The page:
Bach seemed to have a particular interest in numerology, a system of occultism (hidden or concealed meaning) built around numbers. Each letter of the word “Credo” was assigned a number according to its respective position in the alphabet Ü hence C=3, R=17, E=5, D=4, and O=14, the total sum of the numbers equaling 43 (i and j having the same number since they were interchangeable in eighteenth-century German). Interestingly, there are 43 entries of the plainsong melody. Further, there are 45 measures in the first Credo section, and 84 measures in the “Patrem omnipotentem” totaling 129 measures, or 3 times 43, thus giving a threefold repetition of the Credo number. This reflects the textual meaning of “Credo in unum Deum” (I believe in one God), so that the reference is to the Holy Trinity, Father, Son and Holy Ghost. Bach scribbled the number 84 in the autograph score, 84 being the sum of 7 times 12 (the holy number of the church multiplied by the number of the apostles), obviously concerned with the number of measures in the second Credo.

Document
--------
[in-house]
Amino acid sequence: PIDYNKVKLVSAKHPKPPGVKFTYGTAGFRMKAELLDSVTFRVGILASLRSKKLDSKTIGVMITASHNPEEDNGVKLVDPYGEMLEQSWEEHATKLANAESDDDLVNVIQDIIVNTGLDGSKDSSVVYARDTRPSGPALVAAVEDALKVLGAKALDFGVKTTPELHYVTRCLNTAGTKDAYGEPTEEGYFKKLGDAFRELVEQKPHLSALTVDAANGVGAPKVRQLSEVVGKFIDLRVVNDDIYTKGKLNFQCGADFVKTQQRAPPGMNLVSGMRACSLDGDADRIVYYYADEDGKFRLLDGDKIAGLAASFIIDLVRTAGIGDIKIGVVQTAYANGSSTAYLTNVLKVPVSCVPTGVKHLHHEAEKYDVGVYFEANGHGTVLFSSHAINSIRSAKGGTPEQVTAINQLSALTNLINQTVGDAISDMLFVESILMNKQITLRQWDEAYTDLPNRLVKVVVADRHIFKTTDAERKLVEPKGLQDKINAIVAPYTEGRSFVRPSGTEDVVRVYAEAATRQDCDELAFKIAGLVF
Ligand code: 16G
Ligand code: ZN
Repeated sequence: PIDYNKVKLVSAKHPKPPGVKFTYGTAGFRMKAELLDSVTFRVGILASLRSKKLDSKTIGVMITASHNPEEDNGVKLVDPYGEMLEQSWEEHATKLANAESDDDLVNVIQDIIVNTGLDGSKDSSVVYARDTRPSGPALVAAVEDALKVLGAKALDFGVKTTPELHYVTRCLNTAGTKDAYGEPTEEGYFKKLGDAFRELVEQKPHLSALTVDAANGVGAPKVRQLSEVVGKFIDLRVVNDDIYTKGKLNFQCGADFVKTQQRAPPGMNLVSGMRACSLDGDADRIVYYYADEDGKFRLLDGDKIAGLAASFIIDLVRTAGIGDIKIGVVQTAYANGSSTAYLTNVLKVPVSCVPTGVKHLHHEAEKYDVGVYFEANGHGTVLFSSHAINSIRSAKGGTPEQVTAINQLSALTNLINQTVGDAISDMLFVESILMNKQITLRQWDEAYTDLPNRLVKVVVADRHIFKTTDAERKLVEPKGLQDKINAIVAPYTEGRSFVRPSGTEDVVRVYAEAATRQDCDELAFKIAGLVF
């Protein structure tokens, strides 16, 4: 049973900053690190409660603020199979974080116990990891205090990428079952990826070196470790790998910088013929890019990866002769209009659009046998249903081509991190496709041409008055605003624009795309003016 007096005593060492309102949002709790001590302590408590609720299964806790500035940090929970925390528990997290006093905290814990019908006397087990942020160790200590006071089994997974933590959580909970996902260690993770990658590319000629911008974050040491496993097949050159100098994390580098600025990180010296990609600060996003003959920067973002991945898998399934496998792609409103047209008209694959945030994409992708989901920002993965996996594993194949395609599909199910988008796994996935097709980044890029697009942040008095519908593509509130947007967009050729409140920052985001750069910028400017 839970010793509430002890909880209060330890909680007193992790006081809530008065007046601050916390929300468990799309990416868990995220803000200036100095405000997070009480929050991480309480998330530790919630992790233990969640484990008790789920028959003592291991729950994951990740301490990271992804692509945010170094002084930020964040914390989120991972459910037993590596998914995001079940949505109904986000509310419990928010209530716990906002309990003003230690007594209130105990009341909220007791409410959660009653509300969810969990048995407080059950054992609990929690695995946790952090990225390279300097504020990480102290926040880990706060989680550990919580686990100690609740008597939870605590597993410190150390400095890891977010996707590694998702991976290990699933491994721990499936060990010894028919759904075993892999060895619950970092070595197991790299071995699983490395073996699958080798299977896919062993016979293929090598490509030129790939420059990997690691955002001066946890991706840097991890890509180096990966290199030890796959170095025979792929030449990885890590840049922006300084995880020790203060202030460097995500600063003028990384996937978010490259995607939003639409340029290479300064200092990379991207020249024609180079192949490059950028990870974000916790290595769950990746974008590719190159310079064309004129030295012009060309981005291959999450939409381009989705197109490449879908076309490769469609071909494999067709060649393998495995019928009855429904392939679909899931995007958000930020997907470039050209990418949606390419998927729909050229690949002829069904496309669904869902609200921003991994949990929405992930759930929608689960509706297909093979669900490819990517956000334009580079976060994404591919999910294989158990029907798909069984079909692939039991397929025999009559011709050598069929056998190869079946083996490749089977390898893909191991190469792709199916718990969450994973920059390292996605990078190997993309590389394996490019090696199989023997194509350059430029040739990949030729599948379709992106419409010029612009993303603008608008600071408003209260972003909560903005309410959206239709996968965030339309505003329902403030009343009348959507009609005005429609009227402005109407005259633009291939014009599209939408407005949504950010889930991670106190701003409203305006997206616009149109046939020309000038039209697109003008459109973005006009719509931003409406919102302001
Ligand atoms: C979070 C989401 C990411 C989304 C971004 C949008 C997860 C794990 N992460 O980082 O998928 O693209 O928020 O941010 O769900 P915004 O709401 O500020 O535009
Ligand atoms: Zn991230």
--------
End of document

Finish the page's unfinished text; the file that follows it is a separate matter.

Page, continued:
The Sanctus and the following pieces also belong to the 1748-49 completion of the Mass, but nearly all have earlier origins. The Sanctus had been written for Christmas in 1724, in an easily alterable version for three sopranos, alto, tenor, and bass. The “Osanna” is the only double choir movement in the Mass, and it is a remodeling of the opening chorus from the secular cantata No. 215. The Benedictus is perhaps a reworking of a lost piece. The Agnus Dei also began as a parody of an older movement from the Ascension Oratorio (BWV 11), but in addition to radical alterations of the original material, it contains extensive newly composed sections. The concluding “Dona nobis pacem” repeats the music of the “Gratias agimus tibi” section, thus emphasizing the composer’s conception of this section being an expression of gratitude.